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Japan’s Giving Away Thousands Of Vacant Homes

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Japan is giving away thousands of homes thanks to the country’s housing glut, where it’s estimated that one out of every seven Japanese homes has been abandoned. If you’re ok with living in a rural area and fixing up a fixer-upper, you may want to look at what the country has to offer in terms of cheap housing.

A Closer Look At Japan’s Crazy Housing Crisis

While some countries struggle with finding enough housing for its citizens, Japan is facing the unusual predicament of having too many homes and not enough people to fill them. The country went through a housing boom after World War II and again in the 1980s, but now, the country finds it has more homes than people.

Hoping to re-populate communities, local governments have attempted to entice prospective homeowners by giving away their akiya or “abandoned homes.” It’s estimated that Japan has over one million dilapidated akiya. Besides being eyesores, officials worry these abandoned structures are safety hazards, susceptible to earthquake damage, fires, water damage, pests, and vandalism.

The story of Japan’s bizarre dilemma was first mentioned around 2015 but went viral in 2019 after the nation began aggressively promoting their real estate giveaway programs. While most of these vacated properties are located in rural areas, akiya are popping up in cities, too. Anyone tempted to take over an akiya can visit one of Japan’s “akiya banks,” online sites that provide photos and property information along with any restrictions for claiming the dwelling.

Japan’s Urban Planning Problems

When it comes to akiya, several factors created Japan’s “perfect storm.” of abandoned homes. According to The Guardian, the country had 1.37 million deaths but only 921,000 births in 2018. The BBC reported that in 2018, Japan had its lowest birthrate since the government began keeping records. The ratio of births to deaths is so imbalanced, Japan estimates that 30% of its homes will be vacant by 2033.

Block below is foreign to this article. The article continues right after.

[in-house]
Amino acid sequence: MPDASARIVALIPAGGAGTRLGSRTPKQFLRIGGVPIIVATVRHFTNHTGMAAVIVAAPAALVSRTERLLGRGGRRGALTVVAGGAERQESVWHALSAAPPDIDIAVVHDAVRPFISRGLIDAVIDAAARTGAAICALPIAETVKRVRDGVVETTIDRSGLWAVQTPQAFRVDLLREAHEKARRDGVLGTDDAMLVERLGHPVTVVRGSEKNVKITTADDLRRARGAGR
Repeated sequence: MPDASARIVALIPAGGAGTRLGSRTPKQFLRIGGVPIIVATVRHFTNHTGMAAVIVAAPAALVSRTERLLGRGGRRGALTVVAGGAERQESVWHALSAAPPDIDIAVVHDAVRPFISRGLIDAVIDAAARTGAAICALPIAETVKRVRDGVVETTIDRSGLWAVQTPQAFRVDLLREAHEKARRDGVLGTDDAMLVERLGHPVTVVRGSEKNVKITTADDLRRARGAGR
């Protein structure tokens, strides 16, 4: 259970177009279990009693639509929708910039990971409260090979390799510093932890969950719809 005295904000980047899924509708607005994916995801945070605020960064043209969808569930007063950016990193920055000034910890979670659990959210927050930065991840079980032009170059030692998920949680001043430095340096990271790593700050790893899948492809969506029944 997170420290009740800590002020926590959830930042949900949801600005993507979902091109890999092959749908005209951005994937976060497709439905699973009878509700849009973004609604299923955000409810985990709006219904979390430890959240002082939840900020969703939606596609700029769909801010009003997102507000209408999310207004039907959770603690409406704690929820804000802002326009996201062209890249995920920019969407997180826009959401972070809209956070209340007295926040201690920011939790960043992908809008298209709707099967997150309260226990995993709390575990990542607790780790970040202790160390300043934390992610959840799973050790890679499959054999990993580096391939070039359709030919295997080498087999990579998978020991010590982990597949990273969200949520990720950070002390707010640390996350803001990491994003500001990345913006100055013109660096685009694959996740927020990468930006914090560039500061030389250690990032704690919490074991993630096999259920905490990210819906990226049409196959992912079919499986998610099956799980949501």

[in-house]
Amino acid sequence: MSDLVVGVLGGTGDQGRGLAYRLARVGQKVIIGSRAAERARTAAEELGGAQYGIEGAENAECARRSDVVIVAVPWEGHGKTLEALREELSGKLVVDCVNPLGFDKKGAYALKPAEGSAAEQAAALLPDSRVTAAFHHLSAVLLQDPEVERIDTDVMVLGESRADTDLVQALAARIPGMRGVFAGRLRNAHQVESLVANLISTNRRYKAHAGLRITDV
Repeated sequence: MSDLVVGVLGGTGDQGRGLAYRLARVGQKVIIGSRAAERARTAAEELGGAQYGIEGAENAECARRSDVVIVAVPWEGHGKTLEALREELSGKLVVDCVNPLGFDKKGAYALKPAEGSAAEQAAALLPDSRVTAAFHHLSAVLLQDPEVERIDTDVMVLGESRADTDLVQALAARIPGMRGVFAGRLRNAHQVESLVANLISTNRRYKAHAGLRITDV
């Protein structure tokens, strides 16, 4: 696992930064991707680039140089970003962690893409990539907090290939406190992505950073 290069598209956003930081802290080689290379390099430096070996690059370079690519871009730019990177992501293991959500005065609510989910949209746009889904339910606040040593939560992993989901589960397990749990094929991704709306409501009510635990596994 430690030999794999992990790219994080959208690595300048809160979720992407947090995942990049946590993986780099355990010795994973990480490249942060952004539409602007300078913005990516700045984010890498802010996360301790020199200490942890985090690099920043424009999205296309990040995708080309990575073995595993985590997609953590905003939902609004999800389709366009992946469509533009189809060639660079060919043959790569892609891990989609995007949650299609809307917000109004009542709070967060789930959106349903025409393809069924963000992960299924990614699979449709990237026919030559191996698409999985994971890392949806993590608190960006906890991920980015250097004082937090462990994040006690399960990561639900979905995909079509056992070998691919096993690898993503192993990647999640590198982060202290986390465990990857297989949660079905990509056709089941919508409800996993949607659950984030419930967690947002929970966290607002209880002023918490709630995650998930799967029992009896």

Attracted by more lucrative job opportunities, younger people who grew up in rural areas have gravitated to larger cities in search of job opportunities. Smaller communities can’t compete with the money, jobs and entertainment options available in major metropolitan areas like Tokyo.

The result isn’t just a few scattered abandoned homes. Entire communities are turning into ghost towns as people die or move away. The situation has become so dire that the empty Japanese village of Nagoro has life-size dolls placed throughout the town’s empty homes, stores, government buildings, and schools to commemorate residents who have passed away.

Taxes are another factor. According to REThinkTokyo.com, it’s more economical to desert an akiya than inherit a family home from a loved one who’s passed away and be stuck paying Japan’s exorbitant second home tax.

Wanted: Young People And Families

Since local governments with an excess of akiya were hoping to breathe new economic and cultural life into their communities, the focus has been on attracting young adults and families. Cities have given couples with young children subsidies and incentives; the more young children in a family, the greater the enticement. The only catch: families must commit to living in the home full-time, usually for 15-20 years.

Nothing In Life Is Really Free

While the homes have been promoted as being free, you better read the fine print. Officials expect all akiya owners to pay for taxes, renovations, and repairs to bring properties up to health and safety codes. Anyone interested in taking over a farm akiya must get approval from the local farm committee, pay all necessary taxes and refurbishing costs, and agree to run a commercial farm.

In many cases, properties are “rented” out for about ¥500 (approximately $500), with the money and property title transferred to the akiya’s occupants after 15-20 years. The invitation to take over Japan’s empty homes doesn’t just apply to the country’s citizens. Foreigners are welcome in many communities as long as they abide by the same policies as their Japanese counterparts.

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